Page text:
Love Me Tender
It is the latter half of the 19th Century, and the rowdy rebel, Vance Reno (Richard Egan), is one unlucky git. For a start, after four years of fighting and stealing amidst the American Civil War, he finds out that his side has lost, thus prompting him and his kin to go back home for some tender love and care. Next, once Vance is at home, he discovers that his younger brother, Clint (Elvis Presley), has married his sweetheart, Cathy (Debra Paget), because they though he was dead. And finally, whilst Vance is heart-broken and planning to leave home, the Federal Authorities show up, and take him away for questioning, concerning a past misdemeanor he had committed.
Therefore, you would have though, that when a bunch of Vance’s fellow rebels show up at his home, and take Clint with them to save him from the authorities, that this would be a good thing for him, right? No – I am afraid not – because just prior to his rescue, he was offered a deal to abate his crimes – which is why he then sends Clint on to arrange for a future resolution.
However, before this can come to pass, by chance of fate, Cathy and Lance paths cross whilst arranging for the culmination of said resolution. Worst still, when this news reaches Clint – that, plus that Lance is still in lover with Cathy – well – you can safely say that Clint makes a bit of a song and dance about all of this.
So that is why what next transpires, is a rather bold affair indeed – as gambits go to pot – taunts turns to shots – and at the end of the day, a ghost sings with no one to hear him plotz.
OK, I have to confess, I thought that ‘Love Me Tender’ was going to be crap. It is in black and white – it was made in the fifties – it stars a lot of people I do not know (plus Elvis Presley) – and it is about a romance just after the American Civil War.
Boy, I can feel myself wanting to yawn already.
However, it is not a bad little film actually. It has that nice and dulcet tone to it, which kind of plods along in a rather simple fashion – as if this movie had legs, and was going on a stroll in the park or something. Moreover, the acting, even though mannered in places, is pretty nifty too – because it fits the style of the film perfectly, simple, bold, and melancholy. And in addition to all of this, lets not forget why I
Well, you have to face facts; ‘Love Me Tender’ would not even be a recognised film today, if it were not for Elvis Presley. He is a legend, right? He is the man who made Rock and Roll a household name, and – through default – curbed the paths for all the musicians whom followed in his footsteps, to amalgamate a music career and a acting career together. Granted, Eddie Cochran and some of the forties / fifties crooners did precede Elvis. Nevertheless, he was the man that every one wanted to imitate – and this film is a prime example why that is so.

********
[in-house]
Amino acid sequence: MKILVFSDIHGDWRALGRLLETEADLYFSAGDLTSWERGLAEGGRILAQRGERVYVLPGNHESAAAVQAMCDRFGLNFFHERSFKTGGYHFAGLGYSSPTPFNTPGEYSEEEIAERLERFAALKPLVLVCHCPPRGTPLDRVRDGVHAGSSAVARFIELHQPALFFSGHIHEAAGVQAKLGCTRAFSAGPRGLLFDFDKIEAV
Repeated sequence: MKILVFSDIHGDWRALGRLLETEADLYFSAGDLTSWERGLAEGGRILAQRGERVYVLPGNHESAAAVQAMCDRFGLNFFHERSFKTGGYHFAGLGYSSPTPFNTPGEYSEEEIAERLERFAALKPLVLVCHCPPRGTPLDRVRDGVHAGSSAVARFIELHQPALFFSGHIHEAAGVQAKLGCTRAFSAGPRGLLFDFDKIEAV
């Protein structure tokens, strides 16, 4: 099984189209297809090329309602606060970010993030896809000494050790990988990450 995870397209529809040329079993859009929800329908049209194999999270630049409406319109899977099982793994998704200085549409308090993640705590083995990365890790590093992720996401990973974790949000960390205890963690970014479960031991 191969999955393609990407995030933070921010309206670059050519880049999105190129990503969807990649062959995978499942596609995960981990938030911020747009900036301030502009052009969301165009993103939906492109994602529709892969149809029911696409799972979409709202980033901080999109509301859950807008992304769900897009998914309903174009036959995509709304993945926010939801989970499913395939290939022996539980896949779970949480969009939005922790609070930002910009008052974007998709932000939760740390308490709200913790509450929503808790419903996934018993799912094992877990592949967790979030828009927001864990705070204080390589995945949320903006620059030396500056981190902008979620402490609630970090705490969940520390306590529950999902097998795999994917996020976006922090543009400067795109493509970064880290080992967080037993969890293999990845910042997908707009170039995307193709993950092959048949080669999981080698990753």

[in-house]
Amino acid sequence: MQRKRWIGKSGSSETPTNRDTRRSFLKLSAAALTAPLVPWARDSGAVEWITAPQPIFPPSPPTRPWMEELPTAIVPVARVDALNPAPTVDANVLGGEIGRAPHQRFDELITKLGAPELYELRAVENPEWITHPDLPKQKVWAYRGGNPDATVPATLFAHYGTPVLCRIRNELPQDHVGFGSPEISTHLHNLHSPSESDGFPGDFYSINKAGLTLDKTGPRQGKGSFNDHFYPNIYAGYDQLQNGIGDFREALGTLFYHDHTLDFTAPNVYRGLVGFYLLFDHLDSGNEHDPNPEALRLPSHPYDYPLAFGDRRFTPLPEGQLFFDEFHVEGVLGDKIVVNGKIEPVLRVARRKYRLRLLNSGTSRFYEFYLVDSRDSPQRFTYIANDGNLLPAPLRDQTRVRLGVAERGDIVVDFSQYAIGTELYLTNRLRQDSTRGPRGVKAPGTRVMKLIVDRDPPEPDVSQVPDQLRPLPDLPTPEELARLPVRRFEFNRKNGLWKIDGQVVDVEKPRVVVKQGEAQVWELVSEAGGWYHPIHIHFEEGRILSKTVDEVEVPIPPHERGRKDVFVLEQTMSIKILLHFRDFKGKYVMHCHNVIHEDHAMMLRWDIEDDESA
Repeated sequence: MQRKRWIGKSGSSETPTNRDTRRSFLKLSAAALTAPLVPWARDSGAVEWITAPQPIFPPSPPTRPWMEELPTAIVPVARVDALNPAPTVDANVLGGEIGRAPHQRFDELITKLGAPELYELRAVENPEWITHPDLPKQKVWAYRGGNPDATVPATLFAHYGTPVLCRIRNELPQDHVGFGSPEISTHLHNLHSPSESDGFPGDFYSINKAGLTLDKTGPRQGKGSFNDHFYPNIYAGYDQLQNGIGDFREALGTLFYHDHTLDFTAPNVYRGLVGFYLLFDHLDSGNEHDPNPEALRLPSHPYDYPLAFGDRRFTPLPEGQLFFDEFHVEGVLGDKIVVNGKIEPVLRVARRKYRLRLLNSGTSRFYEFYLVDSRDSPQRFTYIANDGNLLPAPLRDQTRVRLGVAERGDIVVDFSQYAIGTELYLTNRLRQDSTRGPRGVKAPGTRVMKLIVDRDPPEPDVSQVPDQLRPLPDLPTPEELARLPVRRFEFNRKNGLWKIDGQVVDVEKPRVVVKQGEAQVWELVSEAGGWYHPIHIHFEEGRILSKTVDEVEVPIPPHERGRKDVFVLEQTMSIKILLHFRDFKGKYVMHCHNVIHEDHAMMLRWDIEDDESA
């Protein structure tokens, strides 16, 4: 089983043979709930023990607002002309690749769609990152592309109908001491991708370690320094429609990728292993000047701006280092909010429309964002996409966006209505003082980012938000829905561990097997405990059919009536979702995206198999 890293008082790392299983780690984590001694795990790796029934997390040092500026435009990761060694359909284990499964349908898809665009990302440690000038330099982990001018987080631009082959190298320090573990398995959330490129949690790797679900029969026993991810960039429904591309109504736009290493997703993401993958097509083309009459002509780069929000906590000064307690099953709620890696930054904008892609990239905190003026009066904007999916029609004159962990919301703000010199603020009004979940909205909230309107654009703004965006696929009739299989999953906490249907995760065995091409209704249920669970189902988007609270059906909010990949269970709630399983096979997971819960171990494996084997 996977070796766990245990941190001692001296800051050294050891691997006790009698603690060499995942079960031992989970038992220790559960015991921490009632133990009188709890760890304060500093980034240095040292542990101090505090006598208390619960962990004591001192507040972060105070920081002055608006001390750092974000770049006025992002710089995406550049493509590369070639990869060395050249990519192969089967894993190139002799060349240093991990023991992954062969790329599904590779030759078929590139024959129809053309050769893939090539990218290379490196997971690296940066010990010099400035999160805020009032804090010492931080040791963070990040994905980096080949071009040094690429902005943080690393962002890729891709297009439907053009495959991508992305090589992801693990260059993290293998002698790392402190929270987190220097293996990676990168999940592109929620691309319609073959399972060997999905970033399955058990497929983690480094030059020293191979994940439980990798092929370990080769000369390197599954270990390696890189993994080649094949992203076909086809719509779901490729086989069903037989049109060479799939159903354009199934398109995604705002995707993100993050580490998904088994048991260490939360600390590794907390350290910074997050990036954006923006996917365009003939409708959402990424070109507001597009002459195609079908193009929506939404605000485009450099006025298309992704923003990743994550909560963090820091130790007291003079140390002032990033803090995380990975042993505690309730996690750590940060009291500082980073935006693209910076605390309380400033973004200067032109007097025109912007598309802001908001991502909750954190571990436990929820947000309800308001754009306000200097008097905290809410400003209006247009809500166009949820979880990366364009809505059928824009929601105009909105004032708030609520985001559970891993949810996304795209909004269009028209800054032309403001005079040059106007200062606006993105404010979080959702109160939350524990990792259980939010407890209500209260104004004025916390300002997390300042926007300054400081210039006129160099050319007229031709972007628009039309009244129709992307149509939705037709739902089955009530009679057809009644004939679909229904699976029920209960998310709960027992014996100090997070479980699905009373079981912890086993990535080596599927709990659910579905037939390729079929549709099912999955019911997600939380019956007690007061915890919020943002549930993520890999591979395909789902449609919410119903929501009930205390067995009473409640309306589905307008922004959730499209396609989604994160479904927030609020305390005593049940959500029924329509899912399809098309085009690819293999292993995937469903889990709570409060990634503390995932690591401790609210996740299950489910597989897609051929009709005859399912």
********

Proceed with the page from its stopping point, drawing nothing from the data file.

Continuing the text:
Also, lets not forget some of my inane trivia too, such as: (1) As a kid, Elvis worked as a usher in a cinema, and wanted to one day be an actor. (2) Elvis’s idols were Marlon Brando, Tony Curtis, and James Dean – and it shows in this film that he wanted to imitate them. (3) It is cited in Elvis folk law, that he asked his manager, Colonel Tom Parker, that he wanted to attend ‘The Actors Studio’ in New York. (4) Now it is suggested that Elvis did not want to sing in any of his movies, and wanted his acting to stand on its own merit – oops. (5) There were plans in motion, during numerous occasions in his acting career, for Elvis to work with, Dean Martin, Jerry Lewis, Tony Curtis, and even Bruce Lee – alas, nothing ever truly manifested itself. (6) It was stated in the press, just prior to making ‘Love Me Tender’, that Elvis was going to make ‘The Rainmaker’ with Burt Lancaster and Katharine Hepburn – unfortunately, this did not transpire. (7) Elvis sung ‘Love Me Tender’ for the first time on the Ed Sullivan Show. (8) At the time, many of the critics gave this movie a moderate reception – most notably the Los Angeles Times, who wrote, "Elvis can act. S'help me the boy's real good, even when he isn't singing". And (9) Later in his life, Elvis regretted making this film, because he was disappointed that the additions of the songs, had set up the future of his
Poor Elvis, huh? Because it is a shame, that he did not like this film as much as I did. Fair enough, I can understand what he meant about his ‘songs’ hindering his acting path – as they did feel ‘inserted’ into this film. Moreover, it is a shame that this film was most probably one of the best ones he made – though, I will most probably have to look into that fact, soon, huh?
So-so film – simple tale – and dulcet in statue.
THE RATING: A